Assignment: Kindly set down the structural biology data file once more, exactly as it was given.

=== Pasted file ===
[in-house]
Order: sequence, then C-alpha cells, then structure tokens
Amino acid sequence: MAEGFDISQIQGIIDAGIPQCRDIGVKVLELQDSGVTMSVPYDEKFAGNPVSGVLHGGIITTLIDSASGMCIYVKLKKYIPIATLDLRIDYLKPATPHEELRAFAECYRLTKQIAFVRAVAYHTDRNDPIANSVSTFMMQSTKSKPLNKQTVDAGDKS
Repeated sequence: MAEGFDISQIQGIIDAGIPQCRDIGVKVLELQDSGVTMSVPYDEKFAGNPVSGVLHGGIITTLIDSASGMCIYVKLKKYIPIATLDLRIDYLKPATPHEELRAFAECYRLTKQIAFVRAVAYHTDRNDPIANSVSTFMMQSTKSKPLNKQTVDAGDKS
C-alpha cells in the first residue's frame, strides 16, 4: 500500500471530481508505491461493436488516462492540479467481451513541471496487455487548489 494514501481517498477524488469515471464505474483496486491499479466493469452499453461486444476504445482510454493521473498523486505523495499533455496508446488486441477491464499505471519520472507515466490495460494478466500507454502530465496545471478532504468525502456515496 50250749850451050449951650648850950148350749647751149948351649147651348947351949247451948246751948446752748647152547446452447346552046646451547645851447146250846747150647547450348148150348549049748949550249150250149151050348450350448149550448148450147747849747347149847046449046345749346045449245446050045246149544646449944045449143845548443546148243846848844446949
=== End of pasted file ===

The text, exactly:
[in-house]
Order: sequence, then C-alpha cells, then structure tokens
Amino acid sequence: MAEGFDISQIQGIIDAGIPQCRDIGVKVLELQDSGVTMSVPYDEKFAGNPVSGVLHGGIITTLIDSASGMCIYVKLKKYIPIATLDLRIDYLKPATPHEELRAFAECYRLTKQIAFVRAVAYHTDRNDPIANSVSTFMMQSTKSKPLNKQTVDAGDKS
Repeated sequence: MAEGFDISQIQGIIDAGIPQCRDIGVKVLELQDSGVTMSVPYDEKFAGNPVSGVLHGGIITTLIDSASGMCIYVKLKKYIPIATLDLRIDYLKPATPHEELRAFAECYRLTKQIAFVRAVAYHTDRNDPIANSVSTFMMQSTKSKPLNKQTVDAGDKS
C-alpha cells in the first residue's frame, strides 16, 4: 500500500471530481508505491461493436488516462492540479467481451513541471496487455487548489 494514501481517498477524488469515471464505474483496486491499479466493469452499453461486444476504445482510454493521473498523486505523495499533455496508446488486441477491464499505471519520472507515466490495460494478466500507454502530465496545471478532504468525502456515496 50250749850451050449951650648850950148350749647751149948351649147651348947351949247451948246751948446752748647152547446452447346552046646451547645851447146250846747150647547450348148150348549049748949550249150250149151050348450350448149550448148450147747849747347149847046449046345749346045449245446050045246149544646449944045449143845548443546148243846848844446949